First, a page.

Int J Gastrointest Interv.  2020 Jul;9(3):106-110. 10.18528/ijgii200019.

The diagnostic yield of specimens obtained from endoscopic ultrasound guided fine needle biopsy of solid masses with the AcquireTM needle

  • 1AW Morrow Gastroenterology and Liver Centre, Royal Prince Alfred Hospital, Camperdown, Australia
  • 2Department of Tissue Pathology and Diagnostic Oncology, Royal Prince Alfred Hospital, Camperdown, Australia
  • 3Sydney Medical School, University of Sydney, Camperdown, Australia


Recent developments in the design of needle tips used for fine needle biopsy via endoscopic ultrasound (EUS) allows for the procurement of core tissue for histological assessment in addition to cytology. Core tissue provides tissue architecture as well as the ability to perform molecular profiling investigations. We present a single centre study of experience with a new EUS needle with a Franseen tip (AcquireTM; Boston Scientific, Natick, MA, USA). The aim of the study was to assess the diagnostic yield of biopsies from solid lesions throughout the gastrointestinal tract.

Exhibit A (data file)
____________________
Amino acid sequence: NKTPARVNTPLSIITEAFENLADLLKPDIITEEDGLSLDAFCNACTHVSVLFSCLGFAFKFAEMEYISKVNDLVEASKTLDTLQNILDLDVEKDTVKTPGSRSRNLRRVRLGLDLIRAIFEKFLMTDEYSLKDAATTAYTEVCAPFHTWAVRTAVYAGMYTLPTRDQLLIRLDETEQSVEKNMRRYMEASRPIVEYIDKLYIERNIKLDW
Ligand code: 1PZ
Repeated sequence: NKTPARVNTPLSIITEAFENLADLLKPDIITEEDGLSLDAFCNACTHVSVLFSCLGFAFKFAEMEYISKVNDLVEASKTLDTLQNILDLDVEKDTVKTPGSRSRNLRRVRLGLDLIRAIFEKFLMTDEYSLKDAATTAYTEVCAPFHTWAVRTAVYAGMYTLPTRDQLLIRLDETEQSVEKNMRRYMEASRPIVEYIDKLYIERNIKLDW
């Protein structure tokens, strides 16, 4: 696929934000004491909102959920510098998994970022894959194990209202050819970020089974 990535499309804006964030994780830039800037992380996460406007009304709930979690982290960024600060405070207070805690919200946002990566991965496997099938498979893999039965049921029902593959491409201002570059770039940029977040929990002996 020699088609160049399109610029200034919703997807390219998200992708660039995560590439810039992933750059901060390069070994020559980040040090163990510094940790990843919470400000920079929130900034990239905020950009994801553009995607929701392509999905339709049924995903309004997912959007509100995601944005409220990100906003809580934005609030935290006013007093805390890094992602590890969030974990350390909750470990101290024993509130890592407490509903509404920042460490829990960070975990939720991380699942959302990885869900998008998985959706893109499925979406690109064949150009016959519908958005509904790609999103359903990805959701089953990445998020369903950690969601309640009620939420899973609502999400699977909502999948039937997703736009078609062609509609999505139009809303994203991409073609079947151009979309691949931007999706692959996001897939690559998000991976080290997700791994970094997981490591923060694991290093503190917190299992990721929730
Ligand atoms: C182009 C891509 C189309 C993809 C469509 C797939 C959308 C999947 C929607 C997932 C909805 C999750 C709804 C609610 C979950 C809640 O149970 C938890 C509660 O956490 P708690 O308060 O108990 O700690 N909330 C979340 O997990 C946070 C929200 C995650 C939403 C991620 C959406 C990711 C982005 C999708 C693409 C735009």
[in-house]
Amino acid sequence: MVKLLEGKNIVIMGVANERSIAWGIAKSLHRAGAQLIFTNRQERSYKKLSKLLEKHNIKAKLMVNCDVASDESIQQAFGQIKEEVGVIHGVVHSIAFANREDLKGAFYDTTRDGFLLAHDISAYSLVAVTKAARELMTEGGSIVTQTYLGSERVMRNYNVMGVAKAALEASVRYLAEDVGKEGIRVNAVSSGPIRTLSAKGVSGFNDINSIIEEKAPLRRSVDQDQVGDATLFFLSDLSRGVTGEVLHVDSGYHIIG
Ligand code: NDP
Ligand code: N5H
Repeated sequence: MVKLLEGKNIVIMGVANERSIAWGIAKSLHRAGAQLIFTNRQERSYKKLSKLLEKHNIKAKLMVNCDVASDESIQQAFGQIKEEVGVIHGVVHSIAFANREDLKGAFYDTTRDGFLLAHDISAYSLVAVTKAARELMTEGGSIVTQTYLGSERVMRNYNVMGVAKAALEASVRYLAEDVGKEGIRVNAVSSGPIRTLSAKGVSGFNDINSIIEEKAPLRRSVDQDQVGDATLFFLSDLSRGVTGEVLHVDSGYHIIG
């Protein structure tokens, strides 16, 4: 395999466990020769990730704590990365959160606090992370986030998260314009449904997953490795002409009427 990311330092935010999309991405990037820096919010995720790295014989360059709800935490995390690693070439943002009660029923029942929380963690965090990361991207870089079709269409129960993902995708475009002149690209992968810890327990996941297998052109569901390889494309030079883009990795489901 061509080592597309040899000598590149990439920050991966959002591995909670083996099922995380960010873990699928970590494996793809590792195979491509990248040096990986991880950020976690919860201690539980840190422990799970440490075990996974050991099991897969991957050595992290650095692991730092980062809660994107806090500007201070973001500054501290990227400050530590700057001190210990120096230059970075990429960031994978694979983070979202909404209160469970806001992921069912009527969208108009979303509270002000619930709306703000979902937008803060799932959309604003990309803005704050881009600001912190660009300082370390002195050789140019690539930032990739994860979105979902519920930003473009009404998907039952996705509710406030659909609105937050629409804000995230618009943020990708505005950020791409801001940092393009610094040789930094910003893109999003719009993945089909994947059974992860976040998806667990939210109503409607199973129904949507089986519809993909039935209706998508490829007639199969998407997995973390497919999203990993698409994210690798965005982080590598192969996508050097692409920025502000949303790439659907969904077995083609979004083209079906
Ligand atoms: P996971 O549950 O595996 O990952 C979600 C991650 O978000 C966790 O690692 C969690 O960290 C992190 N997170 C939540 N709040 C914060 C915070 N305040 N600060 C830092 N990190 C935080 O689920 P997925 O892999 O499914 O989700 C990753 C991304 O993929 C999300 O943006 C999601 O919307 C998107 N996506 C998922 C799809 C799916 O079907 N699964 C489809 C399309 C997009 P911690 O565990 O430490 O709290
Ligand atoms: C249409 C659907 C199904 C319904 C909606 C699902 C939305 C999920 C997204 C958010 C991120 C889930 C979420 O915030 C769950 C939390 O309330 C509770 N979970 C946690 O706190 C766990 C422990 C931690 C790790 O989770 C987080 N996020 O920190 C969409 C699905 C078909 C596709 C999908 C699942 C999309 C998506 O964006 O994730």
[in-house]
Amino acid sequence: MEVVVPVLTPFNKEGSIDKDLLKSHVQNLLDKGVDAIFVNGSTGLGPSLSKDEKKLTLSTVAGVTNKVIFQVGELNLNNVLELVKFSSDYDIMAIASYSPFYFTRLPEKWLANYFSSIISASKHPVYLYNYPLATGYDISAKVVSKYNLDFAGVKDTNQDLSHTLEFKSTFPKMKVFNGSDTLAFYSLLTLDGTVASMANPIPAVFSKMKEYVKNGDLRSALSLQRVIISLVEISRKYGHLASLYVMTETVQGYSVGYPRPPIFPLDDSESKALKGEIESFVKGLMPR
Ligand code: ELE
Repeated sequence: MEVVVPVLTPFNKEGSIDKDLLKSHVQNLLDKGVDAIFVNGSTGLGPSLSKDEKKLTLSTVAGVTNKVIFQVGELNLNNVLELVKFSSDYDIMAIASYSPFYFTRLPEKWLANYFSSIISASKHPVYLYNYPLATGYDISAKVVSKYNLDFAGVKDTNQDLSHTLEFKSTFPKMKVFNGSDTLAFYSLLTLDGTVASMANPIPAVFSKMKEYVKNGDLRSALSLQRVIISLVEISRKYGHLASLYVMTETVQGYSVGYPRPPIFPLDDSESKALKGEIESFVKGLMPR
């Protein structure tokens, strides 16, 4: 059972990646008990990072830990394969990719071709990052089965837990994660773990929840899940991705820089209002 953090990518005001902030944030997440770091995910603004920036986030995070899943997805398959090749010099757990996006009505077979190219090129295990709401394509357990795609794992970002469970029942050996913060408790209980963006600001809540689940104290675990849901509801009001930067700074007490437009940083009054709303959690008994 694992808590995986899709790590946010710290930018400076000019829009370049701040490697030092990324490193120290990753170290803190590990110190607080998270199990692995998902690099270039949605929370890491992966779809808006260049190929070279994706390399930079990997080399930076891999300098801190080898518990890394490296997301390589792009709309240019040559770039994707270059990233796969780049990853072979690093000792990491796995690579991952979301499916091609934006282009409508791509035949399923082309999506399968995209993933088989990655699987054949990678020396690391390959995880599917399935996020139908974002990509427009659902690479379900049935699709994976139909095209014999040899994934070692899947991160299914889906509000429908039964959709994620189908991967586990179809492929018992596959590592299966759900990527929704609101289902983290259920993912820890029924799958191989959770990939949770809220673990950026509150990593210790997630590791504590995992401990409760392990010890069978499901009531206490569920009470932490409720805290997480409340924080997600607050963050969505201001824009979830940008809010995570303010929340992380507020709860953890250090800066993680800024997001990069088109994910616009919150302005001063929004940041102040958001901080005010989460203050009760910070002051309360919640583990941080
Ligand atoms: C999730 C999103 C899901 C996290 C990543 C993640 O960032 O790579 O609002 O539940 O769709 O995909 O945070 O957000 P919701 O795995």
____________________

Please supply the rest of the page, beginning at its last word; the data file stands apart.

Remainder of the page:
We performed a retrospective study of consecutive patients undergoing EUS biopsy between January 2017 and November 2018. Cystic lesions with no solid component were excluded or if samples were not sent for both cytology and histology. Rapid onsite evaluation (ROSE) was performed and the core tissue obtained was sent for histology.
Forty-six patients underwent EUS biopsy of solid lesions with specimens sent for both cytology and histology. Lesions included solid pancreatic masses (n = 31), lymph node (n = 3), gastric subepithelial lesion (n = 3), other (n = 9). The mean number of passes per lesion was 1.9 (range 1–4). In 43/46 (93%) of cases, a core specimen was obtained. Tissue obtained by EUS biopsy was adequate for evaluation by ROSE in 39/46 cases (85%). Histological diagnosis was confirmed in 41/46 (89%) cases compared to 31/46 (67%) cases with cytology (P = 0.011). Subgroup analysis of pancreatic lesions showed histological diagnosis was superior to cytology (90% vs 61%, P = 0.007). There were no adverse events.
Histological analysis of specimens obtained via EUS biopsy was superior to cytology, particularly in assessment of solid pancreatic lesions.


Endoscopic ultrasound; Fine needle biopsy; Solid lesions
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